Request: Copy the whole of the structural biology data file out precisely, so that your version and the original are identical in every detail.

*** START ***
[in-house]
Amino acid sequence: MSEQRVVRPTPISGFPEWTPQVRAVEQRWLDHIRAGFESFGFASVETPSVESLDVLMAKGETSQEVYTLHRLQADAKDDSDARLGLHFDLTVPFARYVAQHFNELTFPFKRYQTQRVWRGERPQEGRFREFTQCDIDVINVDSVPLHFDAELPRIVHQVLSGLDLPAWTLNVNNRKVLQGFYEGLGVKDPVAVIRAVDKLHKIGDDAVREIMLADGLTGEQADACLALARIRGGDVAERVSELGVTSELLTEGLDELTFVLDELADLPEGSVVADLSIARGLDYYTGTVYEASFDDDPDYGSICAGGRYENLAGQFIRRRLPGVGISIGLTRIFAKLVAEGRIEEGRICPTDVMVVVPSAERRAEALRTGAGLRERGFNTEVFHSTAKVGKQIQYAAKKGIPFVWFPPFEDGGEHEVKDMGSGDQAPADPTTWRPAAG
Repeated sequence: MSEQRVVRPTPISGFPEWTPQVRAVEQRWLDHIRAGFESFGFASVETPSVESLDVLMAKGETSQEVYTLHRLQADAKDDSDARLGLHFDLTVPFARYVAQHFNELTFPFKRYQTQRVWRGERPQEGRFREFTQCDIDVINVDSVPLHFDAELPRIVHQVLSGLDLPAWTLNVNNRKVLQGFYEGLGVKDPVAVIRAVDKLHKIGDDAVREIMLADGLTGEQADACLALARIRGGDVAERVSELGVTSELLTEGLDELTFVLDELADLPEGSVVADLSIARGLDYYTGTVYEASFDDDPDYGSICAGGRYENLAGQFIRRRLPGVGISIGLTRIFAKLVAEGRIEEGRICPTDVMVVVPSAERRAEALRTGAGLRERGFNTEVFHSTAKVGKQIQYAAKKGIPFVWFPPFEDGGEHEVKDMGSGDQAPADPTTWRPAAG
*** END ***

[in-house]
Amino acid sequence: MSEQRVVRPTPISGFPEWTPQVRAVEQRWLDHIRAGFESFGFASVETPSVESLDVLMAKGETSQEVYTLHRLQADAKDDSDARLGLHFDLTVPFARYVAQHFNELTFPFKRYQTQRVWRGERPQEGRFREFTQCDIDVINVDSVPLHFDAELPRIVHQVLSGLDLPAWTLNVNNRKVLQGFYEGLGVKDPVAVIRAVDKLHKIGDDAVREIMLADGLTGEQADACLALARIRGGDVAERVSELGVTSELLTEGLDELTFVLDELADLPEGSVVADLSIARGLDYYTGTVYEASFDDDPDYGSICAGGRYENLAGQFIRRRLPGVGISIGLTRIFAKLVAEGRIEEGRICPTDVMVVVPSAERRAEALRTGAGLRERGFNTEVFHSTAKVGKQIQYAAKKGIPFVWFPPFEDGGEHEVKDMGSGDQAPADPTTWRPAAG
Repeated sequence: MSEQRVVRPTPISGFPEWTPQVRAVEQRWLDHIRAGFESFGFASVETPSVESLDVLMAKGETSQEVYTLHRLQADAKDDSDARLGLHFDLTVPFARYVAQHFNELTFPFKRYQTQRVWRGERPQEGRFREFTQCDIDVINVDSVPLHFDAELPRIVHQVLSGLDLPAWTLNVNNRKVLQGFYEGLGVKDPVAVIRAVDKLHKIGDDAVREIMLADGLTGEQADACLALARIRGGDVAERVSELGVTSELLTEGLDELTFVLDELADLPEGSVVADLSIARGLDYYTGTVYEASFDDDPDYGSICAGGRYENLAGQFIRRRLPGVGISIGLTRIFAKLVAEGRIEEGRICPTDVMVVVPSAERRAEALRTGAGLRERGFNTEVFHSTAKVGKQIQYAAKKGIPFVWFPPFEDGGEHEVKDMGSGDQAPADPTTWRPAAG